14. FTC Privacy Report Major Principles Simplified Choice Greater Transparency Privacy by Design

  15. Privacy by Design Envisions comprehensive data management procedures throughout the product/service lifecycle Incorporates substantive privacy protections into company practices Data security Reasonable collection limits Sound retention practices Data accuracy

  16. Simplified Choice Consumers should have choice about both data collection and usage Choice mechanism should be offered at point consumers provide data “Do Not Track” proposed as simplified choice mechanism Choice not required for a narrow set of practices • Fulfillment • Internal operations • Fraud prevention • Legal compliance • First-party marketing • Contextual advertising

  17. Greater Transparency Clarity: Streamlined and standardized privacy notices Access: Reasonable access to consumer data Changes: Consumers must opt in before companies may use consumer data in a materially different manner than claimed when the data was collected Education: Increased need for consumer education regarding commercial privacy practices

  18. Section 5 of the FTC Act “Unfair methods of competition and unfair or deceptive acts or practices in or affecting commerce are hereby declared unlawful.”(1914)

  19. A Practice is “DECEPTIVE” if: • It is likely to mislead consumers • Who are acting reasonably under the circumstances, and • It would be material to their decision to buy or use the product.

  20. Tell the Truth! • “Deceptive” if it contains a statement, or omits information, that is likely to mislead consumers acting reasonably and is material to a consumer’s decision to buy or use. • FTC Policy Statement on Deception

  21. A Practice is “UNFAIR” if: • It is likely to cause substantial consumer injury – physical or economic • That is not reasonably avoidable by consumers themselves and • Is not outweighed by benefits to consumers or competition.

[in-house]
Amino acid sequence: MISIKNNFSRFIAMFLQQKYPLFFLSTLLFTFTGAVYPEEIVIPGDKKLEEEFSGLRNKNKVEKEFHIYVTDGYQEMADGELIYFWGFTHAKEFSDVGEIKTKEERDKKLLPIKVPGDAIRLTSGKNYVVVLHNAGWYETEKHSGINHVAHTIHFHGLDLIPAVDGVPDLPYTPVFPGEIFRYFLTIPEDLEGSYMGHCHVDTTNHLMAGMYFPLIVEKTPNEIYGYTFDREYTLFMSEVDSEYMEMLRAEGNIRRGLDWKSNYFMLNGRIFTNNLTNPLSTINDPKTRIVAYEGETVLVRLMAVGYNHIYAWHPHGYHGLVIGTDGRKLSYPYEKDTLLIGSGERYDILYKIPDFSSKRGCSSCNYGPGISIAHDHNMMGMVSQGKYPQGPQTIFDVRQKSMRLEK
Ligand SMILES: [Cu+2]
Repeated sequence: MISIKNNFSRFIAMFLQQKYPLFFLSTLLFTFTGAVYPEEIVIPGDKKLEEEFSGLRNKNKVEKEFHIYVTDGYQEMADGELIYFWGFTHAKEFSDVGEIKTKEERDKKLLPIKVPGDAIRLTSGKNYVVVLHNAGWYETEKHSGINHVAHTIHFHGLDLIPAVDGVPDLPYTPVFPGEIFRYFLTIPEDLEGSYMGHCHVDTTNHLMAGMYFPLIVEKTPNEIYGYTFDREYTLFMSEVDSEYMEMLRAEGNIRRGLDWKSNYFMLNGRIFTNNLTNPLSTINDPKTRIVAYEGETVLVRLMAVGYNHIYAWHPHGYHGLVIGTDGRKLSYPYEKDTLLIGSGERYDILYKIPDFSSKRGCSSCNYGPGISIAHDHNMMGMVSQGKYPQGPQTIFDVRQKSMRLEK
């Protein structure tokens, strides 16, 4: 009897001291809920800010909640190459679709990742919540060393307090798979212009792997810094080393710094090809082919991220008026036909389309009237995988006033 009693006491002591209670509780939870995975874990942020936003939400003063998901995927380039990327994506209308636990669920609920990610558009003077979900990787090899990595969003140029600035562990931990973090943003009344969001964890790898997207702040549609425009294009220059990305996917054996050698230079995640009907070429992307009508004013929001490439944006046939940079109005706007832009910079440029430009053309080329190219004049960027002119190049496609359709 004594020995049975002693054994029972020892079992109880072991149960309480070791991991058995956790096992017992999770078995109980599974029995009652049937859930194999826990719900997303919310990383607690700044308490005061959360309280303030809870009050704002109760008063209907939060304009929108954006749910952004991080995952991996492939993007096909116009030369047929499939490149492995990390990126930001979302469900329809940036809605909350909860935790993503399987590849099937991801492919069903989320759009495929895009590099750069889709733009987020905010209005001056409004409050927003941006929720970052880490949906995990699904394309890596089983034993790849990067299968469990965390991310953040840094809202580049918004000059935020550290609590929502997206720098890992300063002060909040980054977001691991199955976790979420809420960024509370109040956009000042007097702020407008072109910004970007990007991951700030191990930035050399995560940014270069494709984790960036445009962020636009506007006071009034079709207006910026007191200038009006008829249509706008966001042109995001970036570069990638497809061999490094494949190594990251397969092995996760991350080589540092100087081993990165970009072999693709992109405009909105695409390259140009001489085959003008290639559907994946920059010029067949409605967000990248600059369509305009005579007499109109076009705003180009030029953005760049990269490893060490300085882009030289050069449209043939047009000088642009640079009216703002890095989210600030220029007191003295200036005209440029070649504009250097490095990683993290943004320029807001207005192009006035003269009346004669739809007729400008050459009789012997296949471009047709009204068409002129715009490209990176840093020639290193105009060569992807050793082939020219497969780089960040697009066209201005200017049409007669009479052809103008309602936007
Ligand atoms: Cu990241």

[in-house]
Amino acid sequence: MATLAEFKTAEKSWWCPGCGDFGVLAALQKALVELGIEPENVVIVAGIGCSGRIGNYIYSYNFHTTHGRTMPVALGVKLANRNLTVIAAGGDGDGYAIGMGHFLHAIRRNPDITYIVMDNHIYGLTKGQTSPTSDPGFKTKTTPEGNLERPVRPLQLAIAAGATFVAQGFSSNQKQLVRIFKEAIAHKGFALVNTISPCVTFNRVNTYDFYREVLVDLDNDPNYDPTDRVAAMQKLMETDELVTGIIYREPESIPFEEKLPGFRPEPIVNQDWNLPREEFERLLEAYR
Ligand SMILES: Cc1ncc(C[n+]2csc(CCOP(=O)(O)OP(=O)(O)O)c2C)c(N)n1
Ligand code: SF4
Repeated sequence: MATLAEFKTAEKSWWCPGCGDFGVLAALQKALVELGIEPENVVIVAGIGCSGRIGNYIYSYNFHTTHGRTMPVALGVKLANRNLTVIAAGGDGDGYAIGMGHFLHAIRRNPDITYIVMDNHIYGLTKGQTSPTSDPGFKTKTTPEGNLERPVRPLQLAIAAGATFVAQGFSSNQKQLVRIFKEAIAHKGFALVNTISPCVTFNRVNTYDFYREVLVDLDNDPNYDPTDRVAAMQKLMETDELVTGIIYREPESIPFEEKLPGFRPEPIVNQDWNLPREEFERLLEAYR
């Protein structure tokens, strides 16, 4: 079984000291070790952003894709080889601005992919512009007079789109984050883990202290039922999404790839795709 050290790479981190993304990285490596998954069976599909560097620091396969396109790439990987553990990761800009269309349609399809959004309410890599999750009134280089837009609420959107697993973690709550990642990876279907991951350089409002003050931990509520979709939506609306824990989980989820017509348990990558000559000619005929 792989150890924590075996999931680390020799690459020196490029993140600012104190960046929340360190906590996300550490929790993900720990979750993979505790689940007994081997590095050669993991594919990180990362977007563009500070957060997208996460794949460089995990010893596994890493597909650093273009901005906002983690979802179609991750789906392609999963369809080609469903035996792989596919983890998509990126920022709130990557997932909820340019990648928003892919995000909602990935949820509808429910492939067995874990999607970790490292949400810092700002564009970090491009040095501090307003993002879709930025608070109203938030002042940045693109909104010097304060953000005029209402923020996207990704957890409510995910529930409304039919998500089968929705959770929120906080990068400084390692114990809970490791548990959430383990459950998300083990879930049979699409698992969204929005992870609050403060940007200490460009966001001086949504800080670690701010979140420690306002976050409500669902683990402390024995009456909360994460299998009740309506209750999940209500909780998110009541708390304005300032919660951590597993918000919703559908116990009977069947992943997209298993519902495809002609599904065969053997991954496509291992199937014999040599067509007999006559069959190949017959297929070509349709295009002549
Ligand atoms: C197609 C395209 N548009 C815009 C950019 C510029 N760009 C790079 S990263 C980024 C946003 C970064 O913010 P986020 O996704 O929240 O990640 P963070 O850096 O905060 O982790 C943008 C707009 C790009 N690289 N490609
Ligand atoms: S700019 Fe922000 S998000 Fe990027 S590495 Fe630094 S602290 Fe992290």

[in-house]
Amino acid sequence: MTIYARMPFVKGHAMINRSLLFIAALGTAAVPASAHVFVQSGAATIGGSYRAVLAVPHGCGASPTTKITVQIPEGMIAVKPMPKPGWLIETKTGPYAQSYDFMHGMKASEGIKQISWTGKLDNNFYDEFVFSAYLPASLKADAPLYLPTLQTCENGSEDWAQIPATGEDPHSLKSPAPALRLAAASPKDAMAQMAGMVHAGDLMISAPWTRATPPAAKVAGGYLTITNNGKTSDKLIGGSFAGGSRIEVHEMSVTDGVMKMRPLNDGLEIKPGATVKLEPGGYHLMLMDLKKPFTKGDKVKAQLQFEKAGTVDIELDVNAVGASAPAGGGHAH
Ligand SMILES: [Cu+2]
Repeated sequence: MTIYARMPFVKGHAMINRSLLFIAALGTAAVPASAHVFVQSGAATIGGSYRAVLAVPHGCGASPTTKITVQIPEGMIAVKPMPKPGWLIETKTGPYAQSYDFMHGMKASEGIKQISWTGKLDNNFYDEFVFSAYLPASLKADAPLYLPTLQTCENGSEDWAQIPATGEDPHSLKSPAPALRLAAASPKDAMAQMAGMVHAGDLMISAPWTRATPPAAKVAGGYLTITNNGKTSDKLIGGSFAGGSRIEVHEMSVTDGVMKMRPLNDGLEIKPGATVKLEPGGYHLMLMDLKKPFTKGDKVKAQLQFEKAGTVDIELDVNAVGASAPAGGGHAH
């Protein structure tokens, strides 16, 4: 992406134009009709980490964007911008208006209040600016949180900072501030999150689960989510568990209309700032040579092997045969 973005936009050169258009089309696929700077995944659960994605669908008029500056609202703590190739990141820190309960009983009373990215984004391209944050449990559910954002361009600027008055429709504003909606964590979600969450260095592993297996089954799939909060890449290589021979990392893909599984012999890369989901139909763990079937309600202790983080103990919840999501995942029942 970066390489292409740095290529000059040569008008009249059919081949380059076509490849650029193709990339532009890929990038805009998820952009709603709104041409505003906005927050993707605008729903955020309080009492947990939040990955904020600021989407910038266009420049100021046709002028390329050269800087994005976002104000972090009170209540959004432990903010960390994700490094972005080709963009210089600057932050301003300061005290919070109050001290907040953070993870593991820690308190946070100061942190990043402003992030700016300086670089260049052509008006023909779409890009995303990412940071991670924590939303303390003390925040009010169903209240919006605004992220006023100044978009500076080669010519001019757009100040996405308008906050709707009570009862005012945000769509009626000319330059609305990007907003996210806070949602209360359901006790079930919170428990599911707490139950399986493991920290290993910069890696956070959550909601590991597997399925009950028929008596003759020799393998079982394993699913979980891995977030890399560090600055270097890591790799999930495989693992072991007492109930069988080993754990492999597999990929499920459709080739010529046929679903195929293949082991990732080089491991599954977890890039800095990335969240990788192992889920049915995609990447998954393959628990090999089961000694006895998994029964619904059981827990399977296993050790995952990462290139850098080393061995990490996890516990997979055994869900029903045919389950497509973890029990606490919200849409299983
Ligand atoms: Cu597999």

22. FTC Enforcement Focus • Intentional violations of privacy promises • Changes in privacy policies without adequate notice • Failures to keep promises to maintain security of personal information • Failures to adequately safeguard the privacy of consumer information

  23. FTC Orders: Comprehensive Privacy Programs “The Google and Facebook consent orders contain “one of the most effective provisions in our many data security cases. We are requiring Google [and Facebook] to develop and maintain a comprehensive privacy program and obtain independent privacy audits every other year for the next 20 years.” Julie Brill, FTC Commissioner

  24. FTC Best Practices: Comprehensive Privacy Programs • Designate responsible employees • Perform privacy and security risk assessments, including • Employee training • Product design, development, and research • Prevention, detection, and response to intrusions • Implement privacy controls appropriate for business, data use, and sensitivity of information to address risk • Regularly test, monitor, and adjust privacy controls • Police data supply chain and vendors

  25. White House’s Consumer Privacy Bill of Rights • Sets forth seven consumer data privacy rights • Encourages business and industry associations to develop voluntary privacy protection codes • Proposes that Congress pass legislation enacting recommendations, including federal data breach notification laws • Expresses commitment to collaborate with international privacy laws, such as the European Data Privacy Directive

  26. Seven Consumer Privacy Rights • Individual Control:Give consumers control over how their data is collected • Transparency:Clearly describe how, why, and for whom data is collected • Respect for Context:Collection and use of data should be consistent with the scope and purpose of the primary business • Security:Maintain reasonable data safeguards • Access and Accuracy: Ensure that data is accurate • Focused Collection:Only collect data necessary • Accountability: For data protection and for disclosure to third parties